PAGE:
This is a conscious thing, for Mitchell to say these things. Who solicited who for the interview? Is it the fulfillment of a personal intention? Who is he connected to? Is in this in some way an expression of consensus around that? Is it a planned release, a decompression?
He’s not acting as a government spokesperson. He wants people to know. He acknowledges there has been a cover-up. He’s referring not to hearsay evidence but what he knows the government knows.
Mitchell is impressive as a gentleman of intelligence and integrity. He is the co-founder of the Institute of Noetic Science, which has been going on a long time. He grew up in Roswell, and talked to people originally involved in the scenario there.
There’s obvious suppression of the facts related to all this. There has been a sculpting of public perception. Is the Mitchell interview another way to decompress the silence, so that the public can eventually say “I’ve always known this”?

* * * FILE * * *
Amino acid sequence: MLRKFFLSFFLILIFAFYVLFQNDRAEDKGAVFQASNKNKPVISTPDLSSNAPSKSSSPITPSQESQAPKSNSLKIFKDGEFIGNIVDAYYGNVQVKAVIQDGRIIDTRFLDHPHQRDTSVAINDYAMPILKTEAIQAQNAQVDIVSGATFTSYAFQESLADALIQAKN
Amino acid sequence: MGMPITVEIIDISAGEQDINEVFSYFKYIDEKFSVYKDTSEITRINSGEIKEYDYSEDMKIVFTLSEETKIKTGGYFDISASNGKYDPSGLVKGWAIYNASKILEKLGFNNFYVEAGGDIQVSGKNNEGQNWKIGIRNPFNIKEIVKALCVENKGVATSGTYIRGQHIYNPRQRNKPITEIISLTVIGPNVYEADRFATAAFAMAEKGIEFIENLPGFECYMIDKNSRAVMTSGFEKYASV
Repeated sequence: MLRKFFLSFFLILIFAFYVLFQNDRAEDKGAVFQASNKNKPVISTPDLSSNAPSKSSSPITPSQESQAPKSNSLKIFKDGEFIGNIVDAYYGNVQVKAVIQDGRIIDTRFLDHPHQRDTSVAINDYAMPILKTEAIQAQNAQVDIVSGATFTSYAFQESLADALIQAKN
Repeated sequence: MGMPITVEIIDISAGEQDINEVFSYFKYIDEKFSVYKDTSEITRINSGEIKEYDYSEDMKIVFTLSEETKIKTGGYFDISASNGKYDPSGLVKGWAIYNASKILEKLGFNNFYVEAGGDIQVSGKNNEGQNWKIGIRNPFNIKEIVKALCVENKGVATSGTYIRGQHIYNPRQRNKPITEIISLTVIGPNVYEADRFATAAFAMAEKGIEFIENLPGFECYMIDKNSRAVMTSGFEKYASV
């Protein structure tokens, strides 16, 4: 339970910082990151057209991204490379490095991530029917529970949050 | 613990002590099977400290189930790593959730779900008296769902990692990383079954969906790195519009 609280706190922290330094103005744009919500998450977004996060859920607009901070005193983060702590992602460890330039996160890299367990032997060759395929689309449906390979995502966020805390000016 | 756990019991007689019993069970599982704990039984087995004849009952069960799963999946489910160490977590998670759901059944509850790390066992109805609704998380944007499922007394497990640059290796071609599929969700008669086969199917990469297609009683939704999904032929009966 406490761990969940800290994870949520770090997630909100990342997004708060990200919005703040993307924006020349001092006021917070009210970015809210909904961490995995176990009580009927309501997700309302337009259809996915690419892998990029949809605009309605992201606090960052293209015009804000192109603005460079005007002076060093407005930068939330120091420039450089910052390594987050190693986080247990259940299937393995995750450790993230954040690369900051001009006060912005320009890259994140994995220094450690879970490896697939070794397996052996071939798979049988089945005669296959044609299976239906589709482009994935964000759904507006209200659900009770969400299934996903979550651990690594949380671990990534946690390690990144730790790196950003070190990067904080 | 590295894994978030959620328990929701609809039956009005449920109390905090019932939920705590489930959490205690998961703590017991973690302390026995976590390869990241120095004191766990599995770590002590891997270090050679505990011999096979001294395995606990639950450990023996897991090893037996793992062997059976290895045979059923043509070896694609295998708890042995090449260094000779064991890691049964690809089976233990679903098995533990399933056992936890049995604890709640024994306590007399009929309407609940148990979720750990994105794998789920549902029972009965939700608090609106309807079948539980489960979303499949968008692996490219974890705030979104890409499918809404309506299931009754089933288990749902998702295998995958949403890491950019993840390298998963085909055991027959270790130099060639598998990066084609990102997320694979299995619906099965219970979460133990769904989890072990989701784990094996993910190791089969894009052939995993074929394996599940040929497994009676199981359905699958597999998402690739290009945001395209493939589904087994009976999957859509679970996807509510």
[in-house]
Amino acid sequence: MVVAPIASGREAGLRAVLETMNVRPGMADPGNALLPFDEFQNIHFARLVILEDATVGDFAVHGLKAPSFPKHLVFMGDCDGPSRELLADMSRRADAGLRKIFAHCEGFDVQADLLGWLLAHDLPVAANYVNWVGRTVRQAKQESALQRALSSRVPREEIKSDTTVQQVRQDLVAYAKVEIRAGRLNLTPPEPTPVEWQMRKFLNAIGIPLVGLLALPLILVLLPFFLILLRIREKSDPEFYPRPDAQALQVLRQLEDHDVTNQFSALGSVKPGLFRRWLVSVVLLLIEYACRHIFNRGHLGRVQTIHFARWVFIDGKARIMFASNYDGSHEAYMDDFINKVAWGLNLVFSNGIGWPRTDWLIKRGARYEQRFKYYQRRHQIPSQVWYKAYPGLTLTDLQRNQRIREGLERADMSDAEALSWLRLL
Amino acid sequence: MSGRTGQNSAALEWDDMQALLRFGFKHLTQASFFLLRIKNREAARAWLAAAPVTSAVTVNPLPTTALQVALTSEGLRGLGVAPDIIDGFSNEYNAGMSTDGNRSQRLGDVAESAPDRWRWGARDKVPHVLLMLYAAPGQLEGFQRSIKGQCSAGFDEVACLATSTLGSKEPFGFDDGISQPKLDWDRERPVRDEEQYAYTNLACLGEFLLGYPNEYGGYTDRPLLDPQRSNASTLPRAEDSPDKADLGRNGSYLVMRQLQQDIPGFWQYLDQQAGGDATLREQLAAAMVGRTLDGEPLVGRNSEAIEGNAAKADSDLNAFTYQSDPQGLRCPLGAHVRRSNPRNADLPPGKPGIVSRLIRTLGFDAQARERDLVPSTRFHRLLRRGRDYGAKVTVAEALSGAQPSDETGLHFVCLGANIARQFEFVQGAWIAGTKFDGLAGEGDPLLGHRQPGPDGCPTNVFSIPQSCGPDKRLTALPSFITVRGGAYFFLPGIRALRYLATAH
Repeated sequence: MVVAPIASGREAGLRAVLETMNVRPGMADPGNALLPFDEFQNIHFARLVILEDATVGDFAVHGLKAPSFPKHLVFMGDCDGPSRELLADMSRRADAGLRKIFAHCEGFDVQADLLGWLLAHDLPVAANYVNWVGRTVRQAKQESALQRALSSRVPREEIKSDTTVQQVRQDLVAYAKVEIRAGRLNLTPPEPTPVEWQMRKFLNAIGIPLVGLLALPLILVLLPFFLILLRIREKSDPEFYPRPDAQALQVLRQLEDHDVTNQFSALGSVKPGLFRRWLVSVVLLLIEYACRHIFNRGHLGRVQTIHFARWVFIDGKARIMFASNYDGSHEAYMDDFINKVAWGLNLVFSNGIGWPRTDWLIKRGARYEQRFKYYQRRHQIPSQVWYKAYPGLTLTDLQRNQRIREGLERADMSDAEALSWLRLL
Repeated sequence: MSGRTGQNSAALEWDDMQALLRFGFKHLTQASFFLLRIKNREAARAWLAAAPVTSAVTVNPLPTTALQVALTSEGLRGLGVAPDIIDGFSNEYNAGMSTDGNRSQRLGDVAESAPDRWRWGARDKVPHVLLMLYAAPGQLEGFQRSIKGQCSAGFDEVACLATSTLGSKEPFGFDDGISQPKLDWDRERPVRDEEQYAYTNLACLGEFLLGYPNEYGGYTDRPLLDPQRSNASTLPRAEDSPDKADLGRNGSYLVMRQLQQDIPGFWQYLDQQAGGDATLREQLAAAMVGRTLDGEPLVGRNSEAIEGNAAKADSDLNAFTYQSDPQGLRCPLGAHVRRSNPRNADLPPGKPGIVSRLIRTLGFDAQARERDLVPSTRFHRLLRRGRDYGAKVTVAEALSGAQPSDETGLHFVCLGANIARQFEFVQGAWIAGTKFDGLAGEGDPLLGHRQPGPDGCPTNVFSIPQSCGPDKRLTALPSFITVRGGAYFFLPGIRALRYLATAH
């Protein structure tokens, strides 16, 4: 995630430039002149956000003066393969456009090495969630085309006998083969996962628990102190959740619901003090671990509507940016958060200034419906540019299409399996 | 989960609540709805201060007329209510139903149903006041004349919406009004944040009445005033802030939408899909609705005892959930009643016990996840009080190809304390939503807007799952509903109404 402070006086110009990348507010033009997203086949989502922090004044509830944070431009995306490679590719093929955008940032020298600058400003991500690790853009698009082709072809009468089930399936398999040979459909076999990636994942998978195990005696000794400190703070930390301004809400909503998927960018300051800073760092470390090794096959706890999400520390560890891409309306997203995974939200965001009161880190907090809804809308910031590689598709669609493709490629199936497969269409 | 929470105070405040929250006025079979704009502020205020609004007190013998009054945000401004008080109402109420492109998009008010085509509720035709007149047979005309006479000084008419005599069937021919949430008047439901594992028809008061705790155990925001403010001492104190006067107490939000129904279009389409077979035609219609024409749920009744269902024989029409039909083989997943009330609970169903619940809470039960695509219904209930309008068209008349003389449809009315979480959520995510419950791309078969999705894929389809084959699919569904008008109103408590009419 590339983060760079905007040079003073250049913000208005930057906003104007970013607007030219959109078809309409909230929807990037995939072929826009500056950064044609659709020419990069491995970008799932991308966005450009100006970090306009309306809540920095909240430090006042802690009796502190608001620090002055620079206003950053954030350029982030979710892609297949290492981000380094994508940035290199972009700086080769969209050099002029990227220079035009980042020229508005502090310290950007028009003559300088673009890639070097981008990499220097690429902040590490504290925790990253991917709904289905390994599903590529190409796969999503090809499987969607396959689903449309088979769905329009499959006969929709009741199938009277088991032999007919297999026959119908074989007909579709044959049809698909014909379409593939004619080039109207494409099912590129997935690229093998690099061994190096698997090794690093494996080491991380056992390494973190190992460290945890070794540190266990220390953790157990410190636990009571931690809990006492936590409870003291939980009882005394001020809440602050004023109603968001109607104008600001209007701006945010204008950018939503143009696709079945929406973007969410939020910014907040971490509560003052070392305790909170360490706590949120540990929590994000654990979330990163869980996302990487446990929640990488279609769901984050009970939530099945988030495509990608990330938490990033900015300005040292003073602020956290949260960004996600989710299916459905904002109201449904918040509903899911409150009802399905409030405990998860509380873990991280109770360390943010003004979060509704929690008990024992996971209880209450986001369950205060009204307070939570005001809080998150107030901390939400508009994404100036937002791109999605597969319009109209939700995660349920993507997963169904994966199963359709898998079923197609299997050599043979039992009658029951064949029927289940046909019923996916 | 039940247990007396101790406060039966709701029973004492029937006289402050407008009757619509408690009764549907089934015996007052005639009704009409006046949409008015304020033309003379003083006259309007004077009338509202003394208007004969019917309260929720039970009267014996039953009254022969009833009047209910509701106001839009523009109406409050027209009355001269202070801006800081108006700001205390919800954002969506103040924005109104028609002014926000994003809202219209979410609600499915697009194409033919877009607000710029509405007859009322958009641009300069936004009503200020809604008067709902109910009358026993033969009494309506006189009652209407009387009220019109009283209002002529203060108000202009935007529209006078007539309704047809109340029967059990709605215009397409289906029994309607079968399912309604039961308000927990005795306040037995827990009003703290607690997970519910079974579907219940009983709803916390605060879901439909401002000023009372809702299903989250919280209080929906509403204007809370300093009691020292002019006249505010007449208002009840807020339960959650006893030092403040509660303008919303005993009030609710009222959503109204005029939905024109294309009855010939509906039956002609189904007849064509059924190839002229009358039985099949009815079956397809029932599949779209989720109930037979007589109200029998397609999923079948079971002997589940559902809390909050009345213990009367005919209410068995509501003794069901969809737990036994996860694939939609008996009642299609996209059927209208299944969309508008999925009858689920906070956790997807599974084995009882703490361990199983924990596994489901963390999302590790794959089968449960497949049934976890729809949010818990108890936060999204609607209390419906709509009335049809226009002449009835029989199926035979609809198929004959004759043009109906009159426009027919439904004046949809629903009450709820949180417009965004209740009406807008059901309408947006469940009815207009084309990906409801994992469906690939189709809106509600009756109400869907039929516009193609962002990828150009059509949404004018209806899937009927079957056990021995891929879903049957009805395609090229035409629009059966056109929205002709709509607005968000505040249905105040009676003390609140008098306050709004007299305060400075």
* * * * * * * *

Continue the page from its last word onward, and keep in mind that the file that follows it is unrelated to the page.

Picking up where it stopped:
Mitchell is being positioned as an expert, and his opinions are being accepted as fact. He gives the issue credibility.
It’s a controlled release, creating complacency, diluting fear, making the public receptive. We’ve been hearing the stories about the secret agreement of governments. People feel disempowered and want their power back. Without the Allies material, it almost makes sense.
National Geographic recently showed a UFO special. It seems that the power elite’s control of the media is preparing the public for these ideas. But we’re being prepared to accept it without questioning what it’s about.
What’s odd is that there is no news in the Mitchell story. He’s been saying these things for years. Why the sudden publicity? In some ways, this is a red herring, drawing attention away from the escalating front-line activity of the Intervention, especially the attempt to attract more people into initiating contact with extraterrestrials (i.e., the “citizen diplomacy” movement).